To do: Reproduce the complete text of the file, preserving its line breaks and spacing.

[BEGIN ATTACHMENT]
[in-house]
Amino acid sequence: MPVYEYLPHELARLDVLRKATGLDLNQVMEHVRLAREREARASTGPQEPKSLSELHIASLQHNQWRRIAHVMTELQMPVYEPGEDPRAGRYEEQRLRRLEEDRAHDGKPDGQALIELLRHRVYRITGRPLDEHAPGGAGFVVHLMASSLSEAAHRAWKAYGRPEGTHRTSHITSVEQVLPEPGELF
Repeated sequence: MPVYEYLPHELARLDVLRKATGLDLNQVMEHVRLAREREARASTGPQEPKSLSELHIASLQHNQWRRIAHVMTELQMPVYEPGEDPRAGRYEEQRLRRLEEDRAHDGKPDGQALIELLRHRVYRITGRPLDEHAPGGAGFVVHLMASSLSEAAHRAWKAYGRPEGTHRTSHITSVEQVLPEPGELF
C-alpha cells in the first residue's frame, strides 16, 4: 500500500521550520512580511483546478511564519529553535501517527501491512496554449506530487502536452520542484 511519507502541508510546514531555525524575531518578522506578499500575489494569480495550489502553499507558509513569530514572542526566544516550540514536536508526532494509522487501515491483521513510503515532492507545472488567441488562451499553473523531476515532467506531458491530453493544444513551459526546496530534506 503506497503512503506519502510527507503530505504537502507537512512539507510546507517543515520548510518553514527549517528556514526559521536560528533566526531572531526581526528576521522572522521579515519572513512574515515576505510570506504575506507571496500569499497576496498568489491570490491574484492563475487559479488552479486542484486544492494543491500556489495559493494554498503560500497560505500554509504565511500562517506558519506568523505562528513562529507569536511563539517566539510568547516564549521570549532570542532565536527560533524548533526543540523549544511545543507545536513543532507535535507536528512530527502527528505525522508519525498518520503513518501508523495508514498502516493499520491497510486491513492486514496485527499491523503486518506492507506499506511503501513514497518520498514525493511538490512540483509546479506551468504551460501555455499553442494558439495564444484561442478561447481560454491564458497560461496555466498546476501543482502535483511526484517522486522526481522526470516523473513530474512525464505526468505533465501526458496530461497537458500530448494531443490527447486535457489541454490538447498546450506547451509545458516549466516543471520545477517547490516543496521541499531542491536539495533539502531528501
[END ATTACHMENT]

[in-house]
Amino acid sequence: MPVYEYLPHELARLDVLRKATGLDLNQVMEHVRLAREREARASTGPQEPKSLSELHIASLQHNQWRRIAHVMTELQMPVYEPGEDPRAGRYEEQRLRRLEEDRAHDGKPDGQALIELLRHRVYRITGRPLDEHAPGGAGFVVHLMASSLSEAAHRAWKAYGRPEGTHRTSHITSVEQVLPEPGELF
Repeated sequence: MPVYEYLPHELARLDVLRKATGLDLNQVMEHVRLAREREARASTGPQEPKSLSELHIASLQHNQWRRIAHVMTELQMPVYEPGEDPRAGRYEEQRLRRLEEDRAHDGKPDGQALIELLRHRVYRITGRPLDEHAPGGAGFVVHLMASSLSEAAHRAWKAYGRPEGTHRTSHITSVEQVLPEPGELF
C-alpha cells in the first residue's frame, strides 16, 4: 500500500521550520512580511483546478511564519529553535501517527501491512496554449506530487502536452520542484 511519507502541508510546514531555525524575531518578522506578499500575489494569480495550489502553499507558509513569530514572542526566544516550540514536536508526532494509522487501515491483521513510503515532492507545472488567441488562451499553473523531476515532467506531458491530453493544444513551459526546496530534506 503506497503512503506519502510527507503530505504537502507537512512539507510546507517543515520548510518553514527549517528556514526559521536560528533566526531572531526581526528576521522572522521579515519572513512574515515576505510570506504575506507571496500569499497576496498568489491570490491574484492563475487559479488552479486542484486544492494543491500556489495559493494554498503560500497560505500554509504565511500562517506558519506568523505562528513562529507569536511563539517566539510568547516564549521570549532570542532565536527560533524548533526543540523549544511545543507545536513543532507535535507536528512530527502527528505525522508519525498518520503513518501508523495508514498502516493499520491497510486491513492486514496485527499491523503486518506492507506499506511503501513514497518520498514525493511538490512540483509546479506551468504551460501555455499553442494558439495564444484561442478561447481560454491564458497560461496555466498546476501543482502535483511526484517522486522526481522526470516523473513530474512525464505526468505533465501526458496530461497537458500530448494531443490527447486535457489541454490538447498546450506547451509545458516549466516543471520545477517547490516543496521541499531542491536539495533539502531528501